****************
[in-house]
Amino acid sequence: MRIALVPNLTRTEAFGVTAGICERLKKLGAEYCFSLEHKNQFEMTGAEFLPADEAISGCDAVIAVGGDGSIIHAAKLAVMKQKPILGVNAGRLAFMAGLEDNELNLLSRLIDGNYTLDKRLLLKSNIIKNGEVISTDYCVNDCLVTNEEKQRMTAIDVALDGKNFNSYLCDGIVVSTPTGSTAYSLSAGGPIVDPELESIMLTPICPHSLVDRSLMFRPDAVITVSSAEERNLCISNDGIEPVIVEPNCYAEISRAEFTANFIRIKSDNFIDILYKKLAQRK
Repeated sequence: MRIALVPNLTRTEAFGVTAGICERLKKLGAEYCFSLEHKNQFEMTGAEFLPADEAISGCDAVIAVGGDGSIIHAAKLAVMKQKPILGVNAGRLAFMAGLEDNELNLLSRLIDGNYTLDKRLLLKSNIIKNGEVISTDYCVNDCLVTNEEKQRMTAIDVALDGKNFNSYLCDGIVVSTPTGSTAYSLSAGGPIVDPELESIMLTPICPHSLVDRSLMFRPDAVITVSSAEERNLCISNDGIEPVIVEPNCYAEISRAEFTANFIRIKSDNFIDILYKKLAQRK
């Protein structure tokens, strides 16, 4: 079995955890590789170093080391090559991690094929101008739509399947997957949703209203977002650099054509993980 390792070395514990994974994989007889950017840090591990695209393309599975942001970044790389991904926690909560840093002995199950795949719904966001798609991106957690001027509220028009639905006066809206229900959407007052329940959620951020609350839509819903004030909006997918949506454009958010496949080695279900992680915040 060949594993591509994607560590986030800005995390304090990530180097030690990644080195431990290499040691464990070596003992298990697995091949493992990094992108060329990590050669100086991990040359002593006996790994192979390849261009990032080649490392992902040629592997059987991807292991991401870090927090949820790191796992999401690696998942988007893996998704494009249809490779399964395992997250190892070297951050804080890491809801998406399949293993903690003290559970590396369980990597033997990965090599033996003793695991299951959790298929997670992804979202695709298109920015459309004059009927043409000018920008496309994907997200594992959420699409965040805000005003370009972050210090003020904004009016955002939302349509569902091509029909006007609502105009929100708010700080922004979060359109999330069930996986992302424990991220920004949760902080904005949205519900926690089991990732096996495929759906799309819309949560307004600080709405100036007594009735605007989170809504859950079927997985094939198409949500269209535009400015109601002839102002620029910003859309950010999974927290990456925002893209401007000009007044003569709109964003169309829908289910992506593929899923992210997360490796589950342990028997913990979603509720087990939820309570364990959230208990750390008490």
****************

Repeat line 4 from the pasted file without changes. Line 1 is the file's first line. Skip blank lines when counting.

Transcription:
């Protein structure tokens, strides 16, 4: 079995955890590789170093080391090559991690094929101008739509399947997957949703209203977002650099054509993980 390792070395514990994974994989007889950017840090591990695209393309599975942001970044790389991904926690909560840093002995199950795949719904966001798609991106957690001027509220028009639905006066809206229900959407007052329940959620951020609350839509819903004030909006997918949506454009958010496949080695279900992680915040 060949594993591509994607560590986030800005995390304090990530180097030690990644080195431990290499040691464990070596003992298990697995091949493992990094992108060329990590050669100086991990040359002593006996790994192979390849261009990032080649490392992902040629592997059987991807292991991401870090927090949820790191796992999401690696998942988007893996998704494009249809490779399964395992997250190892070297951050804080890491809801998406399949293993903690003290559970590396369980990597033997990965090599033996003793695991299951959790298929997670992804979202695709298109920015459309004059009927043409000018920008496309994907997200594992959420699409965040805000005003370009972050210090003020904004009016955002939302349509569902091509029909006007609502105009929100708010700080922004979060359109999330069930996986992302424990991220920004949760902080904005949205519900926690089991990732096996495929759906799309819309949560307004600080709405100036007594009735605007989170809504859950079927997985094939198409949500269209535009400015109601002839102002620029910003859309950010999974927290990456925002893209401007000009007044003569709109964003169309829908289910992506593929899923992210997360490796589950342990028997913990979603509720087990939820309570364990959230208990750390008490």